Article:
Photo of Bill Mullis holding a trophy bonefish
caught on fly rod at Andros Islands.
While bass fishermen were searching for bedding bass on Lake Norman in late March, a group of fellow anglers and I traveled to the Andros Islands in the Bahamas, to catch bonefish. Not only was the bonefishing fabulous, but the clear skies and eighty degree temperature was a welcome relief from a rather cold winter and chilly spring.
What is a bonefish? Simply stated, it’s a lightning fast fish that swims the shallows of tropical waters around the world. Bonefish can be caught as close to home as Biscayne Bay in Miami, FL and are quite popular with fly fishermen in the Florida Keys. Bonefishing is a catch and release sport since as the name implies, their bodies are rather bony.
Stalking them while wading or poling a shallow draft boat is more like hunting than fishing, and when sighted, the lure must land quietly ahead of the lead fish in the school, which is moving most of the time. Known as the “ghosts of the flats”, their silver bodies reflect the colors of the bottom, which makes them nearly invisible while feeding.
Bonefish are known for their wariness, so care must be taken to not let them know you are fishing for them. The thrill comes when the fish takes the fly and begins to pull line off the reel at what seems to be thirty miles per hour. It is not unusual for a large fish, one over ten pounds, to strip all of the line and backing off a fly reel.
Everyone in our group, led by Richard Megorden, II of Charlotte, caught fish. Some had ten plus catch and release days, but for most, four or five was average. The largest, a twelve pounder was taken by Bill Mullis, an excellent fly fishermen and a retired surgeon. Bill’s trophy measured thirty six inches in length and had a seventeen inch girth. He said, “There was no doubt about its size. When I saw its tail sticking out of twenty inches of water, I knew it was big and was certain I could catch it if it didn’t run into the nearby mangroves. Thank goodness it ran toward open water and after several strong runs, I was able to land, photograph and release it.”
Andros is a short flight from Nassau. We stayed at Two Boys Inn (www.twoboysinn.com ). The guides, boats, fishing and food were great, as were resort owners Frankie and Melinda Neymour.
Tips from Capt. Gus: Bonefish are known for their wariness, so care must be taken to be quiet and not to cast a shadow on the water.
Free Safe Boating Class – “How to Navigate Lake Norman Day or Night” will be held at The Peninsula Yacht Club, 18501 Harbor Light Blvd, Cornelius, NC at 6:30 p.m. on May 13th. Becky Johnson and I will cover “Understanding LKN’s Channel Marker and Buoy System”, “How to Avoid Shallow Water”, “Ten Most Dangerous Spots”, and “Interpreting Lake Maps”. For more information, call Ashley at 704 892 7575.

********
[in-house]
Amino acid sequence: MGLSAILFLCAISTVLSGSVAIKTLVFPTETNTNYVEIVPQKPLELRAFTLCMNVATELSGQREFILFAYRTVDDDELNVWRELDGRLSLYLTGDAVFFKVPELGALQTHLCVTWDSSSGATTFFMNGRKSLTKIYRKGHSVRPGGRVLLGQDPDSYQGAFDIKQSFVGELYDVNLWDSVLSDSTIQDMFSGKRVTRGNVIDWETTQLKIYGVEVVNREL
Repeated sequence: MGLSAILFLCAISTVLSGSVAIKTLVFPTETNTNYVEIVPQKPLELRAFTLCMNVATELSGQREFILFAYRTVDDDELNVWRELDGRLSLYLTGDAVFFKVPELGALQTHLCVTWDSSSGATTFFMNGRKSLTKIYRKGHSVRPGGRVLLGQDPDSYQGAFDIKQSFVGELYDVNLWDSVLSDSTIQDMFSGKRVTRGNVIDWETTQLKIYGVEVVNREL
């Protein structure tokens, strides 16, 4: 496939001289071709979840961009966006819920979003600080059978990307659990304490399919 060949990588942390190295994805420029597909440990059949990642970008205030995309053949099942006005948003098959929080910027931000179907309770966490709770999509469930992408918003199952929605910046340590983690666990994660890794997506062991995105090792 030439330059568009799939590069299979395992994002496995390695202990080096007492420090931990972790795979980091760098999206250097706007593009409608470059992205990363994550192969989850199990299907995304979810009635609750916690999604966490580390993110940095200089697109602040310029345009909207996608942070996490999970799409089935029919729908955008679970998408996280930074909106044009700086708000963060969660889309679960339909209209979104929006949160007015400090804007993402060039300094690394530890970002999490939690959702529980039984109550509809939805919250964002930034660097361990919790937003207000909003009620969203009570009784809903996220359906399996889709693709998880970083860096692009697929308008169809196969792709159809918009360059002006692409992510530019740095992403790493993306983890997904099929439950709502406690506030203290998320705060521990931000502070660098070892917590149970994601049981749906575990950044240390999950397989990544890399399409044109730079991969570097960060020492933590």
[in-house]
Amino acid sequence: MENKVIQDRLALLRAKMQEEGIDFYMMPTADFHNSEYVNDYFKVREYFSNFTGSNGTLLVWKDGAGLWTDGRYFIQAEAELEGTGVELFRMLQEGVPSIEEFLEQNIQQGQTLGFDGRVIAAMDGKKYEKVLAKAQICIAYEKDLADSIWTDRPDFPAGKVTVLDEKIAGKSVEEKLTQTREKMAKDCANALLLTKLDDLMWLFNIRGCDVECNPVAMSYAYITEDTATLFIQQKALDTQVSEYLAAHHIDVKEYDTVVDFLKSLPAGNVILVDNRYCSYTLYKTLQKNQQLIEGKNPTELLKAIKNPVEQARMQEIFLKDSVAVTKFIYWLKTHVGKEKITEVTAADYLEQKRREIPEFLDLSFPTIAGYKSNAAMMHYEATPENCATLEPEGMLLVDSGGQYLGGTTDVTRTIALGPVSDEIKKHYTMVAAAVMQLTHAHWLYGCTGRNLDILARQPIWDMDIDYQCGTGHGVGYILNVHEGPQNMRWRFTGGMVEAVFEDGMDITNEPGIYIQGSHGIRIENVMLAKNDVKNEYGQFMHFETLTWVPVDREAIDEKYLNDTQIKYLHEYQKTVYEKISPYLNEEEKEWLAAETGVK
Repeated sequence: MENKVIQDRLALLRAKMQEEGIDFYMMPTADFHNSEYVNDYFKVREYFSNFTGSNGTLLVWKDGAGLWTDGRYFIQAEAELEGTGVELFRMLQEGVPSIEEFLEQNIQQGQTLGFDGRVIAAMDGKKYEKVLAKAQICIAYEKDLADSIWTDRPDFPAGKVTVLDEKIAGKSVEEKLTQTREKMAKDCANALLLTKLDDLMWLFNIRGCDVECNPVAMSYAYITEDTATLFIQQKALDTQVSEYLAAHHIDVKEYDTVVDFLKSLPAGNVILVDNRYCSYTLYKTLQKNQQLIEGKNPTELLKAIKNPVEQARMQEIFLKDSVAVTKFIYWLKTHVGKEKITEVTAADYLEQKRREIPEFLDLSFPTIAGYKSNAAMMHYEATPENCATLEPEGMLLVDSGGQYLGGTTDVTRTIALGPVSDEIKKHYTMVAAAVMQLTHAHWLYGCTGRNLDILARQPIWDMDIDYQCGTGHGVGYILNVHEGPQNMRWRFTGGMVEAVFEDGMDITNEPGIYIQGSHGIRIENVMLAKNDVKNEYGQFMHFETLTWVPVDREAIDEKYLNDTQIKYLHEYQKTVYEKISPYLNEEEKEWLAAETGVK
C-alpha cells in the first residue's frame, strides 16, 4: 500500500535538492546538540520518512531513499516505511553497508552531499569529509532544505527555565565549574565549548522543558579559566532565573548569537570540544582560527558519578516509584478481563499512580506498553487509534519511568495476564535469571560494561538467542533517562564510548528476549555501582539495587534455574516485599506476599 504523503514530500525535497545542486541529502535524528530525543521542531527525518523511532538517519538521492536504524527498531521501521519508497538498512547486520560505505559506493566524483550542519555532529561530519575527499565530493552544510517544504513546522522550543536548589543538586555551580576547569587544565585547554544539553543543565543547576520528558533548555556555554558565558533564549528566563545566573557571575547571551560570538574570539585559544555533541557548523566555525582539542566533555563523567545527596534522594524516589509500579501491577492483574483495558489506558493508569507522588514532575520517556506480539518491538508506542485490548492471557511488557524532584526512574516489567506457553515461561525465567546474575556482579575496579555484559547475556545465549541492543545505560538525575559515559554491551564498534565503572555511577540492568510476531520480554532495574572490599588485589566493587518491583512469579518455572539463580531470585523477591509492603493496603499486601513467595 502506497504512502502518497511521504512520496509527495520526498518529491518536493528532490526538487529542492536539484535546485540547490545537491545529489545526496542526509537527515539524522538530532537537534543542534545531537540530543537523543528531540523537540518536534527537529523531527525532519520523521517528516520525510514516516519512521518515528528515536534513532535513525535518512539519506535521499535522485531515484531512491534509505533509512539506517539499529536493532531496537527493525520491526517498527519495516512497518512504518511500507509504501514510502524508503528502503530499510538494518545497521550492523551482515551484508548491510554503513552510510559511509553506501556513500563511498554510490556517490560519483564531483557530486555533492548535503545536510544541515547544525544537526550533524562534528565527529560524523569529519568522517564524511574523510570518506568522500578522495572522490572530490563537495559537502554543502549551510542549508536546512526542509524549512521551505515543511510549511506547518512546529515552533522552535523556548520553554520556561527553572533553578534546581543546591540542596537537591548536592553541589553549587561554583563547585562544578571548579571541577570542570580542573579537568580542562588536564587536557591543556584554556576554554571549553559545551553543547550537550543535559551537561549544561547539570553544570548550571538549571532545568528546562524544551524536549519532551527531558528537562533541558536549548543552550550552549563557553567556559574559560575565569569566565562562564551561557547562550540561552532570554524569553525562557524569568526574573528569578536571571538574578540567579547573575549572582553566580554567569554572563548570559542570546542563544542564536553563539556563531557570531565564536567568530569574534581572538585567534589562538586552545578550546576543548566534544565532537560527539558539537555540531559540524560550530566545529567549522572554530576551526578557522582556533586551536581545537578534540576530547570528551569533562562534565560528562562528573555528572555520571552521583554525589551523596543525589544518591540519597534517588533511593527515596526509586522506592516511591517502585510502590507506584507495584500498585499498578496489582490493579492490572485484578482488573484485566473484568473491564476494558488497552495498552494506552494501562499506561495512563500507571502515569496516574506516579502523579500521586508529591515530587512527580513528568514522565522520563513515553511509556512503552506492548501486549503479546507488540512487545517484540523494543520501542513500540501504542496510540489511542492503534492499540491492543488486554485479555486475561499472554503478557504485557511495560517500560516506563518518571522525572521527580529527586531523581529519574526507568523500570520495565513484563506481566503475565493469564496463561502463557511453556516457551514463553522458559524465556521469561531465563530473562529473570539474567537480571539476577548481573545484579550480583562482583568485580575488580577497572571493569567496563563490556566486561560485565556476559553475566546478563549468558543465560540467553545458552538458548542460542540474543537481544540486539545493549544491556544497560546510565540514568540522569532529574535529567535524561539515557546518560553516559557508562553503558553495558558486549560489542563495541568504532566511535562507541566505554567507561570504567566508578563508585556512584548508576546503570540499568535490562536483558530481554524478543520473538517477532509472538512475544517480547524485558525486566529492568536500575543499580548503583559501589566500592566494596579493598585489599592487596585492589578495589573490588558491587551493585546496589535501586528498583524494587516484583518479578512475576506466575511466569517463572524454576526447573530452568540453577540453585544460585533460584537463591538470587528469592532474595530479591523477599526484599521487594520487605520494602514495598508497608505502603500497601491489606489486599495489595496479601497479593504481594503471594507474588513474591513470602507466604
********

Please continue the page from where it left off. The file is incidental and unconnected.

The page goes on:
Free Fishing Seminar – “Fishing Terminology” – Knowing the language is important in every sport, and fishing is no different. During this session, you will learn the meaning of many terms used in day-to-day fishing conversations. For example, the differences between hook sizes #5 and #5/0 or Umbrella and Alabama Rigs versus Texas and Carolina Rigs will be explained. Jake Bussolini and I will conduct this ninety minute session at 6:30 p.m. on May 20th at Gander Mountain, Exit 36, Mooresville, NC. For more information, call 704 658 0822.
Hot Spots of the Week: High water and late spawning has fish swimming in shallow water where they are easier to catch than normal. Best bets are topwater lures for bass early and late and soft plastics during the mid-day. White perch are schooling in twenty to thirty feet of water. The best fishing is early in the day using live minnows and Sabiki Rigs. Arkansas blue catfish are hitting cut bait and chicken parts in shallow coves. Crappies continue to please, but have moved off the banks and are holding around cover in ten to twenty feet of water.
The surface water temperature varies by location, but is mainly in the sixties and low seventies in open waters not affected by power generation. The water level is about 1.6 feet below full pond on Lake Norman and 3.3 feet below on Mountain Island Lake.
Capt. Gus Gustafson of Lake Norman Ventures, Inc. is an outdoor columnist and a full time Professional Fishing Guide on Lake Norman, NC. Visit his web site, www.Fishingwithgus.com or call 704-617-6812.